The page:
After we got all the administrative and pre-op stuff out of the way, I met The Dude back in the waiting room. He had a big stupid grin on his face and was eager to tell me of his sojourn. He gave the facilities a 6 out of 10, complaining they were a bit too "clinical" (Really?!?! In a clinic?), and slagged off their porn collection. He felt as if they could have gone the more Jenna Jameson route, less Ron Jeremy. I cringed in horror at the thought of Ron Jeremy getting a blow job and tried to focus on the task at hand. I tried to drop barely-a-whisper hints to The Dude that I would have to endure a suppository given by someone other than myself, but he wasn't getting my clues nor my subtle "up the ass" motions. I grabbed a pen and bit of paper from my bag, scribbled "Suppository. They put it up the wrong 'un", at which point it was his turn to be repulsed. Fear not, I crumpled the paper up again and put it in my bag. Imagine coming upon that note on the floor of the waiting room.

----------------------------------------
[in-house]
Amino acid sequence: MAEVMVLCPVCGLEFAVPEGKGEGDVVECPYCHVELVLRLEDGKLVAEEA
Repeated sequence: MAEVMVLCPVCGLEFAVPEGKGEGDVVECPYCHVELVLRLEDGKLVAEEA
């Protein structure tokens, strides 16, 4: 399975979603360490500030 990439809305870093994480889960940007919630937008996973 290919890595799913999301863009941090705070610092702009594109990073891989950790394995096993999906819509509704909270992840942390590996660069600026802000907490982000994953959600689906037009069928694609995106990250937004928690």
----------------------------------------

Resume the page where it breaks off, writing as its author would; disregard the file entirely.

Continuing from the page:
A half hour passed, when I was collected from the waiting room by Dr Near Death. Dr Near Death appeared to be about 800 years old, with a slightly hunched back and veiny, arthritic looking hands. That said, when he uttered the words, "I am the anaesthesiologist", I nearly grabbed The Dude and ran out the door. Dr Near Death instructed me to get changed into the gown and robe, and said he would meet me again in theatre*. Once I changed, a new nurse, Nurse Abrupt, led me into the room where I met with Dr Near Death and Nurse Jolly again. Nurse Jolly asked me if I had taken out my contacts yet, and I said that I wanted to wait until the last possible moment given my blindness without them. Nurse Abrupt rolled her eyes, annoyed at the cheek of someone to want to see before surgery. Nurse Jolly countered her look with, "The poor dear is nearly blind. She cannae see without them! Cannae see!**" She said it really loudly too, as if I was also nearly deaf.

Sans contacts, I sat up on the chair, with Dr Near Death instructing me to bare my arms so he could scope for veins. He kept shuffling back and forth, and said at least twice, "Now where did I put..." while looking around for lost needles and absent drugs. I closed my eyes and took deep breaths, hoping that his dementia would at least taper off during my surgery. At this time Dr Stranger came in, given this name because it was the first time I saw him and I didn't see him much after the surgery either. Dr Near Death started sticking needles in my arm, and I got no further than, "Now think happy thou...." and I was out.